The most conventional definition of “persistence” invokes some sort of struggle or challenge. To persist is to actively withstand, to toil and, in turn, to triumph. A dandelion pushing through an expanse of asphalt, claiming a crack as its own, persists. A young man fighting the magnetism of particles in a block of wood persists. Hikers trekking up the slope of a mountain, blanketed in dark, persist. Prospective corporate employees, pitted against suffocating odds and pressed for time, persist.
Define “persistence” in four words.
It was a Sunday afternoon, and my friends and I were driving in the direction of the Moosilauke Ravine Lodge. We were following a hand-drawn map bequested to us by a graduating senior this past spring — a map to a (supposedly) great swimming spot.
X: two slanted lines. They can represent a destination, a meeting place, a crossing, a refusal. At Dartmouth, we use X to describe sophomore summer, lending the letter added significance. And this week, X takes on one more meaning: the theme of the term’s first issue of Mirror.
2:40 p.m. I step into the main line of King Arthur Flour, placing myself right behind the other three customers extending outside of the entrance. It’s a Monday afternoon and 2s started half an hour ago, so I’m not expecting the in-between-classes rush. The line’s a little longer than I’d prefer, but I’ve seen worse.
It’s not unusual to find Dartmouth ranked highly on lists of the most beautiful college campuses, and not without good reason. From the fiery reds of fall to the delicate whites of winter to the vivid greens of spring and summer, it can sometimes feel like every inch of campus is manicured to perfection.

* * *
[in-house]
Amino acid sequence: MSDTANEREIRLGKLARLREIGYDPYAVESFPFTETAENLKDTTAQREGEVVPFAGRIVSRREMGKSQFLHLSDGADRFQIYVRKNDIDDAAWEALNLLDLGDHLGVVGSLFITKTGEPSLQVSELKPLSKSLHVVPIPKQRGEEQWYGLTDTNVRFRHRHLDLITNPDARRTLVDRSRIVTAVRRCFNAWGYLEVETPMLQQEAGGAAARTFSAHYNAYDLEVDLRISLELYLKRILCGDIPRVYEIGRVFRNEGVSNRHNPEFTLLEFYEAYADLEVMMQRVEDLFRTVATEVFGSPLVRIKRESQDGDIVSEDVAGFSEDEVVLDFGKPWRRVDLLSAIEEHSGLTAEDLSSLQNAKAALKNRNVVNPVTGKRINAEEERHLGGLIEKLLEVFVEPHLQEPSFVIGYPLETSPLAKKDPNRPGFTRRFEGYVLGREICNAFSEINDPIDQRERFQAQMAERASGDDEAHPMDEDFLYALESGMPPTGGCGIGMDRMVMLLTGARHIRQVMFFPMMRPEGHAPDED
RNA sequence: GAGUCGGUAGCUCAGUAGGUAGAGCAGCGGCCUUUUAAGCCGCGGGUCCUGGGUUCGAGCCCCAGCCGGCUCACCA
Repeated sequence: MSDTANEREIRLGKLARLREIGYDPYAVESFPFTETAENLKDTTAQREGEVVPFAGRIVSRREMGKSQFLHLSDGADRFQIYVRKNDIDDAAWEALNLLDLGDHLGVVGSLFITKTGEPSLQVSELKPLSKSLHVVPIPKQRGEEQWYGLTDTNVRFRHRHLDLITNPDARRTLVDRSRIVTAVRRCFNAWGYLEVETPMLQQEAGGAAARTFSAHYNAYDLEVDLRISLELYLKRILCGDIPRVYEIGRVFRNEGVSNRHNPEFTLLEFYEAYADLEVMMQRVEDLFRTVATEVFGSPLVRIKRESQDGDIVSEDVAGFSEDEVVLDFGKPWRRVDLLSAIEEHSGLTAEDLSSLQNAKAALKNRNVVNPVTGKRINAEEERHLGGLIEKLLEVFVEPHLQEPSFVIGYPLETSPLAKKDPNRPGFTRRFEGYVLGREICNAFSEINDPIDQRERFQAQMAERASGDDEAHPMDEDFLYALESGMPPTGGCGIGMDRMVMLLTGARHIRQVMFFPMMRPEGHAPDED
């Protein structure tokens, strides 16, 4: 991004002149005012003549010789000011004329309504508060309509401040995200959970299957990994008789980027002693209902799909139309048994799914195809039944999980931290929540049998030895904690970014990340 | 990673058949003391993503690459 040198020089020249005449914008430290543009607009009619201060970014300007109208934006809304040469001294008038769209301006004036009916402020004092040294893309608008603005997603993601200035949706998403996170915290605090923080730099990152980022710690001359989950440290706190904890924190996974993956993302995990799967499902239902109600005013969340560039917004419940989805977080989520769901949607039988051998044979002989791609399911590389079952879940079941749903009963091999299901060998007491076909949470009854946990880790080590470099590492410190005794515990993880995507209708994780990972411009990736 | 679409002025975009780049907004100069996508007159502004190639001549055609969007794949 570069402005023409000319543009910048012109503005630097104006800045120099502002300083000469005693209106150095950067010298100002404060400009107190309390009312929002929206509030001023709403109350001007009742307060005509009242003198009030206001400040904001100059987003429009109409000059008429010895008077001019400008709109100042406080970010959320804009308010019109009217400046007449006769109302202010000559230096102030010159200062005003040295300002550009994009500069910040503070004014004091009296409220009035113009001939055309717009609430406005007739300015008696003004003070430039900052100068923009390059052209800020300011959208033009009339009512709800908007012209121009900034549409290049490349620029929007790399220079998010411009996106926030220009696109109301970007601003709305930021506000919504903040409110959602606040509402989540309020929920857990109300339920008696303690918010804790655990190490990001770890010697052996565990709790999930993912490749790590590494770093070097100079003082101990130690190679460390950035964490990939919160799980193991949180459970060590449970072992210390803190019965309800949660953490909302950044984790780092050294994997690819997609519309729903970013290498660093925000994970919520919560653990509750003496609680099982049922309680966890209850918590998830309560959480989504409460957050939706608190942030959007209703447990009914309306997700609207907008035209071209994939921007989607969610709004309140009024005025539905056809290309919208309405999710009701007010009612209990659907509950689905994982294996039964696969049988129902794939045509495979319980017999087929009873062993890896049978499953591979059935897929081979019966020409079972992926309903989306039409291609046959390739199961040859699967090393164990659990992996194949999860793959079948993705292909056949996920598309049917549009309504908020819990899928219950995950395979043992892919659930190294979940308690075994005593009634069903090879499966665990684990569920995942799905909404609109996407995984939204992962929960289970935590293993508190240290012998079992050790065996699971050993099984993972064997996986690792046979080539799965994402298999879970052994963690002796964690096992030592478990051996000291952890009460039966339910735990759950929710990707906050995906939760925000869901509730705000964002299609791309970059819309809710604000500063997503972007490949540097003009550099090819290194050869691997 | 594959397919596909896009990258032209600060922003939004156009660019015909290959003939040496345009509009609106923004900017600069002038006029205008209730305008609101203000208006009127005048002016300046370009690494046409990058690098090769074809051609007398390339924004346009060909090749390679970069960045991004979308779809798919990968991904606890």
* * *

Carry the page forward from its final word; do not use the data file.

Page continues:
What does computer hacking mean? Today it can mean anything from using a computer to gain unauthorized access to information to simply accessing someone’s online credentials without permission, like when strangers “hack” Facebook accounts left logged in on public computers.
Thousands of years ago, legend says that the Greek hero Heracles, having killed his own family in an act of madness, traveled to the Oracle of Delphi to learn how he could atone for his wrongdoings. The Oracle instructed him to serve King Eurystheus for 12 years, completing any tasks that the king requested.
“Social Media in the Age of Terrorism and Hate.” “How Social Relationships Affect our Relationship to Food.” “Should We Abolish Marriage?”
Imagine what a powerlifter looks like and it is probably someone muscular. Someone whose extraordinary strength shows with every lift, the weights much heavier than the average person could manage.
Dartmouth, as a liberal arts institution, not only encourages but also requires students to take a variety of courses in many different subjects. In a given term, it’s not uncommon to hear of students pairing engineering classes with writing workshops, chemistry labs with foreign language drills or even advanced senior seminars with introductory-level lectures. For many students, their diversity of interests is also apparent outside of their coursework in their extracurricular activities.